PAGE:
Cody vividly remembers one of his first memories of the Corinth Library. “I know I was in high school, and my aunt had gotten me into reading Stephen King. I remember being in the library, looking at the Stephen King books and thinking, ‘I could get any of these. Maybe even all of these. For free!’ ” After spending more time at the library, Cody said, he soon learned that patrons can, in fact, check out as many books as they like.
Cody says that, in addition to all the free books and movies, he looks forward to seeing more of the people of Corinth. “I’ve gotten to meet people from Corinth, as well as visitors from other states, sometimes traveling from around the country to do family history research or explore Corinth’s Civil War history. It’s a pleasure to be a part of what they’re doing, and to help them with whatever they need from the library.”
Cody will also be continuing in his role as the Story Time reader for preschool children. “I love seeing the kids; reading to children, whether a story or a poem, makes you see it differently. They’ll react in very unexpected ways!” The children know him as “Mr. Cody,” and he wants to invite all children of any age to come by on Thursdays at 10:00am for Story Time. “It is geared towards children ages 2-5, but everyone is welcome to come.”
On the weekends (when not reading, that is), Cody is often visiting family or playing board games and card games with friends. He also serves as a class leader and Sunday server at St. James Catholic Church in Corinth.
Cody extends an open invitation for everybody to come to the library. “I want to meet you,” Cody said. “If you need books (or movies), if you need to write a resume, or if you just want to stop by and say hello, come visit us. We’ll be looking out for you.”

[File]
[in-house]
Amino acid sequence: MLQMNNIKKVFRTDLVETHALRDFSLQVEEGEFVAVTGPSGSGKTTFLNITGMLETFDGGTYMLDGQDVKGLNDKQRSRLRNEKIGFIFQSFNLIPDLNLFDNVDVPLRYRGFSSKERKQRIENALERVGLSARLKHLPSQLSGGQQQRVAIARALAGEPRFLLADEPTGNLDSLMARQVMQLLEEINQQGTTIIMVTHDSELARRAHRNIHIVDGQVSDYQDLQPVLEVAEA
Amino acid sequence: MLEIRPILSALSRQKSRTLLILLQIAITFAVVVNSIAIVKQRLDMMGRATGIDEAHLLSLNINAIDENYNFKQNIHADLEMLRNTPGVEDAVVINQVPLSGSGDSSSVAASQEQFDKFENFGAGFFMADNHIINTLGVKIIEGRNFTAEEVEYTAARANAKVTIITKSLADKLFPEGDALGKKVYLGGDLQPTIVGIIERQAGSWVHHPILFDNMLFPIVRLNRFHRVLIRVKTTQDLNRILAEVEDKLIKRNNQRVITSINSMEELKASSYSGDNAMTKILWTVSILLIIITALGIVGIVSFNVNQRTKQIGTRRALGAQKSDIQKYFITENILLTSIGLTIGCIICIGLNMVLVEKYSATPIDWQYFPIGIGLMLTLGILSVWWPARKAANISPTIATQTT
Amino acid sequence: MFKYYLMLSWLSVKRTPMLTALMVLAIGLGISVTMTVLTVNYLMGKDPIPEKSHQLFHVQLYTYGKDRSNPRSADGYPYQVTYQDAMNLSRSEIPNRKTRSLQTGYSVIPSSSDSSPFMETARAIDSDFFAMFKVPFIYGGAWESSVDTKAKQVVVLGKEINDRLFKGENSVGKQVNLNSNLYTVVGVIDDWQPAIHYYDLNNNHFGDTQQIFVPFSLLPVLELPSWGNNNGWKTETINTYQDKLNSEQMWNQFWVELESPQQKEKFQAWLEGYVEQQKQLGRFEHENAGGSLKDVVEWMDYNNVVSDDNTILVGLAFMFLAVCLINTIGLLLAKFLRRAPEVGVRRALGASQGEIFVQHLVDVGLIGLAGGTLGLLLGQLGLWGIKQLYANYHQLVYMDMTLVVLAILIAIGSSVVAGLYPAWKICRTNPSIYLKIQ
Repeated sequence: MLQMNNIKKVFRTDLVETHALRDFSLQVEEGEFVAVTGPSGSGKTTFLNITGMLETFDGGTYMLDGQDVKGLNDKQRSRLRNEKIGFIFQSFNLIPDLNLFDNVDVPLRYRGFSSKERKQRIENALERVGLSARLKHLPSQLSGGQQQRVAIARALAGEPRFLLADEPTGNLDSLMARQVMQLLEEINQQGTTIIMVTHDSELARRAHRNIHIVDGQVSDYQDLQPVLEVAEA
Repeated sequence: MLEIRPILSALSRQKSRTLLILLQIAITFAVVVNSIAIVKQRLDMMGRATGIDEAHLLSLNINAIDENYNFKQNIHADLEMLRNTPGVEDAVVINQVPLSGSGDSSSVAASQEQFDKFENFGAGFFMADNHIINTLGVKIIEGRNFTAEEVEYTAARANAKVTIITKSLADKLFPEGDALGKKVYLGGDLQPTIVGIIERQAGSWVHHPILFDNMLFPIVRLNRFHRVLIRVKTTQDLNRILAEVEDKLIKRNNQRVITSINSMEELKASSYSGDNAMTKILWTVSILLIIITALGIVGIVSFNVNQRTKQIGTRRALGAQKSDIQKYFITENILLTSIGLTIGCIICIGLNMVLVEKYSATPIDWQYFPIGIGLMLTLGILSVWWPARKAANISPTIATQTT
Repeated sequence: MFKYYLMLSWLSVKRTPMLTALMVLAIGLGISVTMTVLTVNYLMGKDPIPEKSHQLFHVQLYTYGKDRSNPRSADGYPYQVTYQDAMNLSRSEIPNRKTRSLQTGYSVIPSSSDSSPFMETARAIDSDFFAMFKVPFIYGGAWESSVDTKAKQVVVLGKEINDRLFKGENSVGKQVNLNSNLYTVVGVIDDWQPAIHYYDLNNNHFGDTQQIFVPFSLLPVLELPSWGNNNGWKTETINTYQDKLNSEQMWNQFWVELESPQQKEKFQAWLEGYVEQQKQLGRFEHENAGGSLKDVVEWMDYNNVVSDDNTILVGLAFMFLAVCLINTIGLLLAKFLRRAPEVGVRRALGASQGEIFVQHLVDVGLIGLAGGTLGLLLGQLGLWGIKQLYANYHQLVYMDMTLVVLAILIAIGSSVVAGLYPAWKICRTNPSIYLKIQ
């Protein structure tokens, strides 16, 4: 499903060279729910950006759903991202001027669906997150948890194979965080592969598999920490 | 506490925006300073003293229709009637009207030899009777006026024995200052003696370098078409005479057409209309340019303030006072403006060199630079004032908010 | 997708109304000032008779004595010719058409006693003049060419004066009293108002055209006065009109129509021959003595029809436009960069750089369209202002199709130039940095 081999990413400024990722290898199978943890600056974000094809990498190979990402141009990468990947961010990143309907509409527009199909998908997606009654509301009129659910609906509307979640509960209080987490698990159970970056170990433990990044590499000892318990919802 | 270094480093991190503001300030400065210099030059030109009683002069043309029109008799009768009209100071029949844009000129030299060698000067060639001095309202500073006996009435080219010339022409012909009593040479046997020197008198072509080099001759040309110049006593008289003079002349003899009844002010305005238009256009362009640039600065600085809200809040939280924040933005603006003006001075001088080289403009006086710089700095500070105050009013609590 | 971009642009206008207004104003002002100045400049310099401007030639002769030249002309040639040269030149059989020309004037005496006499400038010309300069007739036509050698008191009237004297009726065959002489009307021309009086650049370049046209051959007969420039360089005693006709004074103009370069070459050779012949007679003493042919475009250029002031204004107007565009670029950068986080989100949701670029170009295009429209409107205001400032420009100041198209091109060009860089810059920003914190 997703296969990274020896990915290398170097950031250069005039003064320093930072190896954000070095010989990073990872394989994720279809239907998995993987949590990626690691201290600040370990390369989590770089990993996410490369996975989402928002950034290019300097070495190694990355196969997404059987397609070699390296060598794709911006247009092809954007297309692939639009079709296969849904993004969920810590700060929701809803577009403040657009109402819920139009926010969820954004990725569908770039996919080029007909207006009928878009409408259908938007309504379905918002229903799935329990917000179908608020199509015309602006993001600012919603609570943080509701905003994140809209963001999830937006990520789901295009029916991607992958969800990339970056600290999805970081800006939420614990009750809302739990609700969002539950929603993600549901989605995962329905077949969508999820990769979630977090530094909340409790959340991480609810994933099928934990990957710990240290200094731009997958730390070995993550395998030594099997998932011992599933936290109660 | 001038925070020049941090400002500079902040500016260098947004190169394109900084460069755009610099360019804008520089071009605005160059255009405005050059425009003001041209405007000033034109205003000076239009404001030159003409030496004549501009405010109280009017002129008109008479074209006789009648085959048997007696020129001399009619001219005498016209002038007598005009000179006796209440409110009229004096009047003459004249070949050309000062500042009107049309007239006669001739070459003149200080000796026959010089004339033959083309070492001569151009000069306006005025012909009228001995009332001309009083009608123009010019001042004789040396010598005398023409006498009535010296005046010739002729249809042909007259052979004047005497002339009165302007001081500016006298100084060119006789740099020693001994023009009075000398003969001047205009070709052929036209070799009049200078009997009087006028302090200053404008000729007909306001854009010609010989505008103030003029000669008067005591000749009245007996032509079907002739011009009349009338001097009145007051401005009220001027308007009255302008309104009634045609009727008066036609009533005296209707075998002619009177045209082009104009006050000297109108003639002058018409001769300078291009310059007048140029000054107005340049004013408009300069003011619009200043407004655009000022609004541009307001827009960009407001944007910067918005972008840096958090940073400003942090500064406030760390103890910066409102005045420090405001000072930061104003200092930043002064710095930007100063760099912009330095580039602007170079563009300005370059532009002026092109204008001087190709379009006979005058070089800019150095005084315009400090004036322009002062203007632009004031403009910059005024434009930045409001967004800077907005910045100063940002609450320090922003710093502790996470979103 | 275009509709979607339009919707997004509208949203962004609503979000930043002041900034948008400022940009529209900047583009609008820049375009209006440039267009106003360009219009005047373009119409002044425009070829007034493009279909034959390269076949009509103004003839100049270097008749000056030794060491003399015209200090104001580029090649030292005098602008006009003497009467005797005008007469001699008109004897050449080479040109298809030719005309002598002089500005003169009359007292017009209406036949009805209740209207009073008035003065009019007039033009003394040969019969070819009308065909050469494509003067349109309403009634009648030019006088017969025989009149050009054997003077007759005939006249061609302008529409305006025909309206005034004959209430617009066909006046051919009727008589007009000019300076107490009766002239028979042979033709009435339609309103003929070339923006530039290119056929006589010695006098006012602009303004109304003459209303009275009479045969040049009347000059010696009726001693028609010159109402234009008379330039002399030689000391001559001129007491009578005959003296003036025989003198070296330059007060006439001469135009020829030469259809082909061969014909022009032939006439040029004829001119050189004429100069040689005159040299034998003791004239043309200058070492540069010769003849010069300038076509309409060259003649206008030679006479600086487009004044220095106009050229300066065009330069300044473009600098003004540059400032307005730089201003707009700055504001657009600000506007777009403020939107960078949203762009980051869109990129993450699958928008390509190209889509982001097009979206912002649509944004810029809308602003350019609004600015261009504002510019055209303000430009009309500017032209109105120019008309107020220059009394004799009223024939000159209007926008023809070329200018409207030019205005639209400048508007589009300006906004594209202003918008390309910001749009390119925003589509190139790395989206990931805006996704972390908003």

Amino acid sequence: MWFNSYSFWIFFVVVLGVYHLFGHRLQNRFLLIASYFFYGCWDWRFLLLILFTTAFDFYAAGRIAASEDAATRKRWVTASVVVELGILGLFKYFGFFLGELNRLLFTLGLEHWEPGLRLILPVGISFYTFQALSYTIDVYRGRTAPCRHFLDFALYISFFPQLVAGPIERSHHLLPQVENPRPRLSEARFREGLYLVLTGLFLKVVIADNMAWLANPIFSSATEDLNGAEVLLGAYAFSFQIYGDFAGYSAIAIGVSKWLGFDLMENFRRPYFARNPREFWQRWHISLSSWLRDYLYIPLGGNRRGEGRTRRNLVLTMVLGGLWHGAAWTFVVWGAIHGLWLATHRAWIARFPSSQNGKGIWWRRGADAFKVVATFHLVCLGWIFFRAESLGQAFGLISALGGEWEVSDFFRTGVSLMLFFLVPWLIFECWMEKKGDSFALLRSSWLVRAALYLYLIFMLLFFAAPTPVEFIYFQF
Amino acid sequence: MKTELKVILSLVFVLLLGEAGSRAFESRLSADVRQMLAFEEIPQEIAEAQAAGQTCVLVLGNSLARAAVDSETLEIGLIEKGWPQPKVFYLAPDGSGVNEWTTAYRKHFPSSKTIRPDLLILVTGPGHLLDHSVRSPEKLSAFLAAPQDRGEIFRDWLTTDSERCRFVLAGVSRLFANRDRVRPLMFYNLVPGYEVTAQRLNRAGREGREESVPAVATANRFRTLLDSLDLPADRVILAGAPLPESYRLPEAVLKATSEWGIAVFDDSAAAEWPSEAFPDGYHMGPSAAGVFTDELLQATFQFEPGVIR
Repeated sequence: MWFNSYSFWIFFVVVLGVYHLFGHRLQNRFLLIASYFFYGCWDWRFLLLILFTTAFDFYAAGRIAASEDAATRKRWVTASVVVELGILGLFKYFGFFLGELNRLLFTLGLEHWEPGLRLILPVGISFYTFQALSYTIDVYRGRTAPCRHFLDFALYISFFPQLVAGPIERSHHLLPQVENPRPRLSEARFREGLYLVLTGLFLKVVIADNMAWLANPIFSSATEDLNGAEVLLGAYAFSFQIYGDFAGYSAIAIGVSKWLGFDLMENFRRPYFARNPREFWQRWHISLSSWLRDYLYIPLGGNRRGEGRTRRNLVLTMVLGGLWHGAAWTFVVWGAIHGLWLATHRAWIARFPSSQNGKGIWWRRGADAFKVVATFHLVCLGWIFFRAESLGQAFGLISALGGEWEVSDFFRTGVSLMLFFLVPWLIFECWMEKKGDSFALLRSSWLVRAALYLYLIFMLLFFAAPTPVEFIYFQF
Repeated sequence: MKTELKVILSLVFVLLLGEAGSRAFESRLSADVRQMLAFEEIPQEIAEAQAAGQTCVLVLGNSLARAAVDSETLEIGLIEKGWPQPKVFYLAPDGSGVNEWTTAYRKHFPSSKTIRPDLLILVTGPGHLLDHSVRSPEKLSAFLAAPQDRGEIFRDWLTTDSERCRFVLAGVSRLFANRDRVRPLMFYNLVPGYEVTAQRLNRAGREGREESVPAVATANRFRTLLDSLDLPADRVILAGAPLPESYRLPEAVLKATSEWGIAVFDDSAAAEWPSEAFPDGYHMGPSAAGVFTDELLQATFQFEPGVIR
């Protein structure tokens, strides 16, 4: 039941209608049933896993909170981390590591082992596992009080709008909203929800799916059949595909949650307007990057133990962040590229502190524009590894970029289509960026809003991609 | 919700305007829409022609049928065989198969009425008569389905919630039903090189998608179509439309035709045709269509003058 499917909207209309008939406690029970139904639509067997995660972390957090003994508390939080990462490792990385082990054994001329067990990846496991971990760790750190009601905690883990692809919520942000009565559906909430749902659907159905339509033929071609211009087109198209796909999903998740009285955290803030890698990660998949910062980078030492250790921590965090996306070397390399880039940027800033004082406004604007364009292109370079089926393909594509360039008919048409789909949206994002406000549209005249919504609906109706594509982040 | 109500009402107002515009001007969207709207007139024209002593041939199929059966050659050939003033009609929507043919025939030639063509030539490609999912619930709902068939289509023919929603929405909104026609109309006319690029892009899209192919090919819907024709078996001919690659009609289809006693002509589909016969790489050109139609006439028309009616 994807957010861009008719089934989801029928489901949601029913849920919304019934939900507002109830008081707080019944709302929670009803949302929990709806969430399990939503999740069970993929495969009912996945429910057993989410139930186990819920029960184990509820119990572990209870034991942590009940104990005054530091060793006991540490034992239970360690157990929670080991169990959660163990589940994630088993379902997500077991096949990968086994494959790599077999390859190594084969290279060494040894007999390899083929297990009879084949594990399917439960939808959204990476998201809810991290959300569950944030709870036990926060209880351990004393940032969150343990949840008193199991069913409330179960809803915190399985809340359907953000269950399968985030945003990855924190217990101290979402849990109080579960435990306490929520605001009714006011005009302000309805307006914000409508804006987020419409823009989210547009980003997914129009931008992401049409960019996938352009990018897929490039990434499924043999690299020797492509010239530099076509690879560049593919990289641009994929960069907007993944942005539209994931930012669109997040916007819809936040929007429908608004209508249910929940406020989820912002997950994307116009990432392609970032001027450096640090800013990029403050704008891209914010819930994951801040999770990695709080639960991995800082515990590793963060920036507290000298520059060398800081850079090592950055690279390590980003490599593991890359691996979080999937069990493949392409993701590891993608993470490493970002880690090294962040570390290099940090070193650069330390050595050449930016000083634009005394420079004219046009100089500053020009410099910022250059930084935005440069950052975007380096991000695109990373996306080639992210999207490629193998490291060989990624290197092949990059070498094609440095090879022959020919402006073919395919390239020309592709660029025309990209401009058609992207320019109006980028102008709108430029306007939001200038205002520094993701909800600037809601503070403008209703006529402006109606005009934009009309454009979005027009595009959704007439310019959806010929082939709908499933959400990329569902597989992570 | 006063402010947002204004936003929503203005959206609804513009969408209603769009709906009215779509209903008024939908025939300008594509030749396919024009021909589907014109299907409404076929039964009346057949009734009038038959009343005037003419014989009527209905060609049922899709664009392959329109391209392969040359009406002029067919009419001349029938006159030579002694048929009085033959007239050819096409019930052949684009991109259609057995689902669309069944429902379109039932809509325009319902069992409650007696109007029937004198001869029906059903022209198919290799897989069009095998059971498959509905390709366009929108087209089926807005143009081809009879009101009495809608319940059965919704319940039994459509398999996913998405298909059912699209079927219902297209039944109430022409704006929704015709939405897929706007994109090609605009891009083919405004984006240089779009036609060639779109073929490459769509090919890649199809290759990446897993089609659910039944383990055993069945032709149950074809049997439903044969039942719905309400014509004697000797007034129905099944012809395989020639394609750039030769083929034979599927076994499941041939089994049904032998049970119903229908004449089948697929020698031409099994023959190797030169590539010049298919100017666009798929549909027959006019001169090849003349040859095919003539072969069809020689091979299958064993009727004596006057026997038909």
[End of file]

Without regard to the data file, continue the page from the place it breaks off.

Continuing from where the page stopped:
Assistant Librarian Spotlight
Corinth Assistant Librarian
Recent visitors to the Corinth Public Library may have noticed a friendly new face as Teresa Templeton joined the library staff in April. Teresa’s favorite part of working at the library so far has been meeting all the library’s patrons and reconnecting with other people from the Corinth community, many of whom she meet while working with Girl Scout cookies sales and through her work at the Salvation Army. Teresa relates, “I am also loving getting to know the little kids who come to Storytime with Mr. Cody.”
Another part of her job that Teresa loves is finding new authors to read, both for herself and for library patrons. She particularly enjoys reading biographies and mysteries. Janet Evanovich, Patricia Cornwell, Sue Grafton and Anne Rice are a few of her favorite authors. When she’s not at the library, Teresa enjoys fishing, hiking and working on interior design and home improvement projects. She also loves to spend time with her family. Teresa and her husband Stan have been married for 33 years. They have two daughters and two grandchildren – a boy and a girl, with another one on the way!
Teresa attended Northeast Mississippi Community College and Mississippi State University, where she earned a Bachelor’s of Science degree in Interdisciplinary Studies in Business, Psychology and Sociology. She has already lent her design touch to the bulletin board and display cases in the library, so come by soon, see her handiwork and meet the new Corinth Public Library Assistant Librarian, Teresa Templeton.
Corinth Library (Northeast Regional Library headquaters)
1023 Filmore Street
Corinth, MS. 38834
Hours: Monday – Thursday, 9 a.m. – 8 p.m., Friday – Saturday, 9 a.m. – 5 p.m.
Librarian: Cody Daniel – email@example.com
Westlaw Database Now Available
The Alcorn County Bar Association has donated a computer and a subscription to the Westlaw database to the Corinth Library. Use of the database is free of charge to the public. For more information,
call the Library at 287-2441.